The first time I ever saw a pomegranate was in my Nonna’s garden. It wasn’t a common fruit back then, and certainly not something you found in the local fruit and veg store. So I only really got to eat them when I was lucky enough to score one from her tree. I can still remember painstakingly removing each kernel, one by one, sucking on the red juicy exterior and discarding the seed. There’s not a lot of flesh to each kernel, so getting full on one pomegranate is pretty hard to do and incredibly messy. The juice stains your fingers and your clothes. But I really didn’t care. Those pomegranates, the one , maybe two per year that I was able to get my hands on were very special, exotic, and something I loved.
I now look forward to pomegranate season, as I can thankfully find them most places these days. Instead of sitting down eating the kernels one by one I like to incorporate them in my cooking (although I do eat them just as they are as well). They are fantastic in savoury recipes as they have a sweet, but tart flavour. The juice makes a beautiful sweet glaze for cakes and tarts, but can also be made savoury to add rich flavour to chicken, pork and lamb. I particularly like this glaze with chicken, and it looks amazing on the plate. I love the colour.
I like to spatchcock my chicken, meaning to remove the spine and flatten it out. It speeds up the cooking process and results in crispier skin (the best bit!). I love this with a simple green salad, but a big bowl of couscous or pasta would go down nicely too. If you’d like to try this recipe for Chicken with Pomegranate Glaze, click here.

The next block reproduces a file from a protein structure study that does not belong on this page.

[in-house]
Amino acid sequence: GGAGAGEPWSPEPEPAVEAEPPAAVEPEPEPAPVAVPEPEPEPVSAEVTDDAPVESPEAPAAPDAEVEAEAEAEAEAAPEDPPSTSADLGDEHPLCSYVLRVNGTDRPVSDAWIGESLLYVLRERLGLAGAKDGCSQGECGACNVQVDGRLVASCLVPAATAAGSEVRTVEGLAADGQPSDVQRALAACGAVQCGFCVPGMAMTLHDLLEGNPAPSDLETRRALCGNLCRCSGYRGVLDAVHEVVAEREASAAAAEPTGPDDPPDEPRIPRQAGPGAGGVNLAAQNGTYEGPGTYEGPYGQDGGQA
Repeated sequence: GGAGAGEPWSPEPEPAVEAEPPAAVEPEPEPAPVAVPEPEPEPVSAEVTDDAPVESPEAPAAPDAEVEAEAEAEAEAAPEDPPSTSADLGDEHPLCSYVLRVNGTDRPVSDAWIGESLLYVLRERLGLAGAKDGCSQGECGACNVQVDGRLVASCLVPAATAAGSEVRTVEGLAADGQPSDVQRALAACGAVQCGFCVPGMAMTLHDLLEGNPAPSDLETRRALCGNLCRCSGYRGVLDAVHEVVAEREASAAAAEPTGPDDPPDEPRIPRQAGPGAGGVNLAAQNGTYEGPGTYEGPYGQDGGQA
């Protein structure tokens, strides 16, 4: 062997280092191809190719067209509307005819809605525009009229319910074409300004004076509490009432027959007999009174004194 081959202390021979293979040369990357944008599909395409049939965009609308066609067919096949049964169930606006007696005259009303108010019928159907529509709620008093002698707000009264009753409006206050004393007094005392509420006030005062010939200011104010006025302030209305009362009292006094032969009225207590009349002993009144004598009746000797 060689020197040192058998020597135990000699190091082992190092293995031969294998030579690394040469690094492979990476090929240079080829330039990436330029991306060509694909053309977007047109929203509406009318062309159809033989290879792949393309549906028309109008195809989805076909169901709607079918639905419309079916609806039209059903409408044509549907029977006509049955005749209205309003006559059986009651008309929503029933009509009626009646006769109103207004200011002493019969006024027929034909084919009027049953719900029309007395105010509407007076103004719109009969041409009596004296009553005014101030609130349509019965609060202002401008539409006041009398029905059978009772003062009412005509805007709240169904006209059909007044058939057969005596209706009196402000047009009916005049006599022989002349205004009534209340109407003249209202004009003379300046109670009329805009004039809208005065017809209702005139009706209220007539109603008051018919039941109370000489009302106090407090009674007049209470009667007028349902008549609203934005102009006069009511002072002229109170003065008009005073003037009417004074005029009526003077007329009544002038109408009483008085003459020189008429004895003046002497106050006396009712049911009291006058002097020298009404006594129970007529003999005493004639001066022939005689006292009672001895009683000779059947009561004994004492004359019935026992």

The easiest way to de-seed a pomegranate is to cut it in half, then hit the end of it with a wooden spoon so the kernels fall out. Otherwise you can break it open and pry the kernels out with your fingers. It’s a little messier but not difficult. You can freeze the kernels, so if you love them as much as I do, buy when in season and store them in snap lock bags in the freezer so you can enjoy them any time of the year.
Pomegranate brings a burst of flavour to any salad. Try it with roasted pumpkin and feta, or baby spinach and cucumber. or just toss over your favourite salad. I love the pairing of pomegranate with smoky eggplant. This easy salad uses Risoni, which is a rice-shaped pasta and goes really well with the roast chicken (above) or lamb. It keeps well too, so leftovers can be packed up for lunch the next day (always a bonus).
Enjoy this delicious fruit while you can. It’s full of antioxidants and vitamins, adds vibrance to your plate and is absolutely delicious.